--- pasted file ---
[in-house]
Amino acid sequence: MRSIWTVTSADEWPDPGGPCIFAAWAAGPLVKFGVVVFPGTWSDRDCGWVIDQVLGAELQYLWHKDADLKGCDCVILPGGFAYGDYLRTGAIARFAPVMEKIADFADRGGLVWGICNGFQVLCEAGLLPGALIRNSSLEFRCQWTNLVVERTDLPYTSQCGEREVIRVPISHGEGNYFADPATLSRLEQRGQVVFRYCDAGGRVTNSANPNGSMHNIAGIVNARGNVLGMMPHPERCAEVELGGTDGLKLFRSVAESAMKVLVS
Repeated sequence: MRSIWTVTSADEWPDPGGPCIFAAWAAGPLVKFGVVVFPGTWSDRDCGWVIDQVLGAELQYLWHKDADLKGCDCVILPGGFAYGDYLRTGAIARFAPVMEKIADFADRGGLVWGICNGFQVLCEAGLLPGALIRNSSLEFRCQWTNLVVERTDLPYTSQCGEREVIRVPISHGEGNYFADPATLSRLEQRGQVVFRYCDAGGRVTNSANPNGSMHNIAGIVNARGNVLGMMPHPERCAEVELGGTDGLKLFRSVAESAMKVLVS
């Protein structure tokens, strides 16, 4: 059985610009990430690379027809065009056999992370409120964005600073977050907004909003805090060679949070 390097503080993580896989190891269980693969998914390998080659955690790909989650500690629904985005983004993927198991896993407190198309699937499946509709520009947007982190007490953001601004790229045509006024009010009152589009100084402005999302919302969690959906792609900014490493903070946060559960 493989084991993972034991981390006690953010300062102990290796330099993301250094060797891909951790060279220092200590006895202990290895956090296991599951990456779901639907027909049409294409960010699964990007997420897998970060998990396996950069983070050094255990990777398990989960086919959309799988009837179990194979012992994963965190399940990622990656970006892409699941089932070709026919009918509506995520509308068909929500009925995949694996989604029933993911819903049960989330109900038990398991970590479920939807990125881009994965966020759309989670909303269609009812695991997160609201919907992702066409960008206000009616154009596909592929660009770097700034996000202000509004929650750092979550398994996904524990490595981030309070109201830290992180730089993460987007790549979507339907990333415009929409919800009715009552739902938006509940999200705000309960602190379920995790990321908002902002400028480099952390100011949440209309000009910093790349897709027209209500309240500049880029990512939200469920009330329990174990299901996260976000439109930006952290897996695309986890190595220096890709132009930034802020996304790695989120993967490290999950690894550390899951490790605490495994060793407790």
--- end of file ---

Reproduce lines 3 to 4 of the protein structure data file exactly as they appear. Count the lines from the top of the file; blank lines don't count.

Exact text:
Repeated sequence: MRSIWTVTSADEWPDPGGPCIFAAWAAGPLVKFGVVVFPGTWSDRDCGWVIDQVLGAELQYLWHKDADLKGCDCVILPGGFAYGDYLRTGAIARFAPVMEKIADFADRGGLVWGICNGFQVLCEAGLLPGALIRNSSLEFRCQWTNLVVERTDLPYTSQCGEREVIRVPISHGEGNYFADPATLSRLEQRGQVVFRYCDAGGRVTNSANPNGSMHNIAGIVNARGNVLGMMPHPERCAEVELGGTDGLKLFRSVAESAMKVLVS
């Protein structure tokens, strides 16, 4: 059985610009990430690379027809065009056999992370409120964005600073977050907004909003805090060679949070 390097503080993580896989190891269980693969998914390998080659955690790909989650500690629904985005983004993927198991896993407190198309699937499946509709520009947007982190007490953001601004790229045509006024009010009152589009100084402005999302919302969690959906792609900014490493903070946060559960 493989084991993972034991981390006690953010300062102990290796330099993301250094060797891909951790060279220092200590006895202990290895956090296991599951990456779901639907027909049409294409960010699964990007997420897998970060998990396996950069983070050094255990990777398990989960086919959309799988009837179990194979012992994963965190399940990622990656970006892409699941089932070709026919009918509506995520509308068909929500009925995949694996989604029933993911819903049960989330109900038990398991970590479920939807990125881009994965966020759309989670909303269609009812695991997160609201919907992702066409960008206000009616154009596909592929660009770097700034996000202000509004929650750092979550398994996904524990490595981030309070109201830290992180730089993460987007790549979507339907990333415009929409919800009715009552739902938006509940999200705000309960602190379920995790990321908002902002400028480099952390100011949440209309000009910093790349897709027209209500309240500049880029990512939200469920009330329990174990299901996260976000439109930006952290897996695309986890190595220096890709132009930034802020996304790695989120993967490290999950690894550390899951490790605490495994060793407790």